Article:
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Several of my neighbours have goldfish ponds.
One four doors away is always buying goldfish as losses are regular.
The people two doors away have this pergola at the bottom of their garden. I took this on "zoom" from our back bedroom window.

"We all know where the goldfish go."


  • OMG! Poor fish.😕😕
    The whole truth is an instrument that can only be played by an expert.
  • OMG! Poor fish.😕😕

    Yes,  but such a beautiful bird. So elegant in flight, but such an ungainly take off.
  • GwenrGwenr Posts: 150
    In our last garden we had a massive Koi pond, such a shame we had to net it, but the Heron thought we were offering a menu so we had no choice.
  • Gwenr said:
    In our last garden we had a massive Koi pond, such a shame we had to net it, shame about thatbut the Heron thought we were offering a menu so we had no choice.
    Shame about that, but a lot depends on circumstances.

    For the length of time, over thirty years, we had a 3000 gall koi pool , we never had problems with a heron. I built ours with sheer sides, the perimeter had large rocks which would give an uncomfortable footing for herons which can be ungainly birds.
    I did have a small bit of net over the lip of the waterfall.
    Herons are principally wading birds and will go to the ponds where there is easy access. Plenty near us.

    Covering a pond does sometimes spoil the aspect. But you can get this black net sold by the metre from some garden centres.

    I always used a net in the late autumn just to keep the falling wisteria leaves out of it.
    I've added a  photo of our floating winter pool cover, to show that even against this the net is hard to see.

    We've had frogs in our garden even before we had our first pond.

  • GwenrGwenr Posts: 150
    Our pond was 10'x10' and 5' deep and you are guite right about shallow ends, when we dug our first pond we found the Heron standing in it one morning when I opened the curtains, talk about shock.
    In the bigger pond I was silly enough to put in rocks so wildlife could get out if needed, but forgot our friend the Heron could get in.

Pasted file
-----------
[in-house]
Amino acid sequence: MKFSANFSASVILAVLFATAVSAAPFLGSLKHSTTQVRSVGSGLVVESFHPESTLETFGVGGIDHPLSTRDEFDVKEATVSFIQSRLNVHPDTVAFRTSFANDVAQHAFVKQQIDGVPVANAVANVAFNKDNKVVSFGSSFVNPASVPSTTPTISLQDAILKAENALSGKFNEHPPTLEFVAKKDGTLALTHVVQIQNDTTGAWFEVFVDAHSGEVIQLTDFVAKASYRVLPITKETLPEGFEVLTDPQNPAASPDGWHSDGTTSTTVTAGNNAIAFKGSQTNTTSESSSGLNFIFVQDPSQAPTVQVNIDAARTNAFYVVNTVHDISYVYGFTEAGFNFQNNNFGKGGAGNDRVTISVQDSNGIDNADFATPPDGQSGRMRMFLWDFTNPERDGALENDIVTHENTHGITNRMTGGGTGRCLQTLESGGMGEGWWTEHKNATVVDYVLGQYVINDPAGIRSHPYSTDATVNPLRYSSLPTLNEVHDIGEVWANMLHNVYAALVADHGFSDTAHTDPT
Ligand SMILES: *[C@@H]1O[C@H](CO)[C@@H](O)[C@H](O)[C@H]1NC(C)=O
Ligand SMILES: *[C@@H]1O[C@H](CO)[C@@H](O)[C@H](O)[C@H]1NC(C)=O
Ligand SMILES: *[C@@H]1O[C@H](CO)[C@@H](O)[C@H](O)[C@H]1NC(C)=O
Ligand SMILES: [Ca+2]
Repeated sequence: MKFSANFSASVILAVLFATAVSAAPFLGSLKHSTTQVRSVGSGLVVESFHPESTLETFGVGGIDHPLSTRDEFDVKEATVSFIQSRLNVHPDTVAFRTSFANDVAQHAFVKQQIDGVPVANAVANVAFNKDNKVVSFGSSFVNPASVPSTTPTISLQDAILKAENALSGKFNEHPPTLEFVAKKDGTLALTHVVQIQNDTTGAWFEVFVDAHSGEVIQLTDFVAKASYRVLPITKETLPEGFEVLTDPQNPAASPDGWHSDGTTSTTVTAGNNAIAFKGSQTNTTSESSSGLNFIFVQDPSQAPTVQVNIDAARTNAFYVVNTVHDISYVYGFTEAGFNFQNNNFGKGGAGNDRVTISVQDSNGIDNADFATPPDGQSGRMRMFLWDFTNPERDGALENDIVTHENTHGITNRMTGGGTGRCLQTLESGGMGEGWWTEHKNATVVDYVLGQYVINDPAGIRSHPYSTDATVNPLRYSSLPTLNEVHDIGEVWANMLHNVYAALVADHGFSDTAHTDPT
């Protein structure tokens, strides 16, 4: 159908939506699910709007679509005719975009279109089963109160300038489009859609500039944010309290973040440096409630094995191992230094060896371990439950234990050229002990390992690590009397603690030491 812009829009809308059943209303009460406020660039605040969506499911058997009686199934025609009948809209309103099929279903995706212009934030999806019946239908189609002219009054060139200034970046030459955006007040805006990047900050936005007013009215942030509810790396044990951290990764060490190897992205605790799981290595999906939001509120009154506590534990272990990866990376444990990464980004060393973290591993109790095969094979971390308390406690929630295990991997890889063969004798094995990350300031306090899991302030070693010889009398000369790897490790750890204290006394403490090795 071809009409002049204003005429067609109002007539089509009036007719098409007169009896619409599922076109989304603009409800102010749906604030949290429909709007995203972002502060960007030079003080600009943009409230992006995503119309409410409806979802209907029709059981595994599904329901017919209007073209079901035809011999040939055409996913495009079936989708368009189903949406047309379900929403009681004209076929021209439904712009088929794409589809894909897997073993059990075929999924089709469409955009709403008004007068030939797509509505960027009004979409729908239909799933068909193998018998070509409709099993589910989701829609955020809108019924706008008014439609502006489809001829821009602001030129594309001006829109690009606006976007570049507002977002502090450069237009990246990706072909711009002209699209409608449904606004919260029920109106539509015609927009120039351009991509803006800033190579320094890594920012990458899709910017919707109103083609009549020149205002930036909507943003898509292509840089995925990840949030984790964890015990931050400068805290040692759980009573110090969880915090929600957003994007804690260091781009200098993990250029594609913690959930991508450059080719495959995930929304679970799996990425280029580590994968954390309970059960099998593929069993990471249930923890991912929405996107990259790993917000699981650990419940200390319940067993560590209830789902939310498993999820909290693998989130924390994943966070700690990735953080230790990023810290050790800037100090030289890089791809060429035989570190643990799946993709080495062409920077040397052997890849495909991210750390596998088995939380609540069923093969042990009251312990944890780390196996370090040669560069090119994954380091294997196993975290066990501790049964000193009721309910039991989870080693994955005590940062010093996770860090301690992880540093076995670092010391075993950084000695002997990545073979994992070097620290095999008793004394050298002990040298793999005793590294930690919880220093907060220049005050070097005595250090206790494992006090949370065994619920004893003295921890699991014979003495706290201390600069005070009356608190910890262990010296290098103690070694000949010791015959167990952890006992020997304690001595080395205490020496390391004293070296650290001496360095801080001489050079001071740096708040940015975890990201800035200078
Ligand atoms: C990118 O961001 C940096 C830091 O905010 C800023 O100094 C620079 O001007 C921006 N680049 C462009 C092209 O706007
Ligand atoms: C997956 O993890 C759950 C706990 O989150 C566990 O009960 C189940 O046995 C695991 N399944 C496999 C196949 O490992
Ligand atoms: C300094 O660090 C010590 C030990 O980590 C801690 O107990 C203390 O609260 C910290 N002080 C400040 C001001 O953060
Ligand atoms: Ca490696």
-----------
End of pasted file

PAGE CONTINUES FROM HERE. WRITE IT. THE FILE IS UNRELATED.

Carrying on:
The net didn't hardly show, but with a very young grandson as well, it provided a small reassurance of safety for us and the fish.
  • GwenrGwenr Posts: 150
    I must add, we haven't had a really cold winter for years, but as we live by the sea I think we have milder weather.
  • I often say, we live in "The Tropic of Trafford," we usually have mild winters, as we are surrounded by hills on three sides.

    Snow of any significance is a rarety here. We do get it from time to time.

    But not worth speaking about since ten years ago.

  • RedwingRedwing Posts: 1,396
    I have a medium sized wildlife pond.  I like it when Grey Herons turn up.  It tells me the pond is thriving and healthy. 
    Based in Sussex, I garden to encourage as many birds to my garden as possible.
  • Hostafan1Hostafan1 Posts: 34,053
    the local otters have eaten all our fish so the herons just fly over
  • GwenrGwenr Posts: 150
    Know what you mean, when everywhere else has rain, we run dry for week after week. The only thing we do have a lot of is winds, they dry everything out, but even yesterday we did a 12 mile walk with no coats on, our garden registered 21deg, crazy for October.

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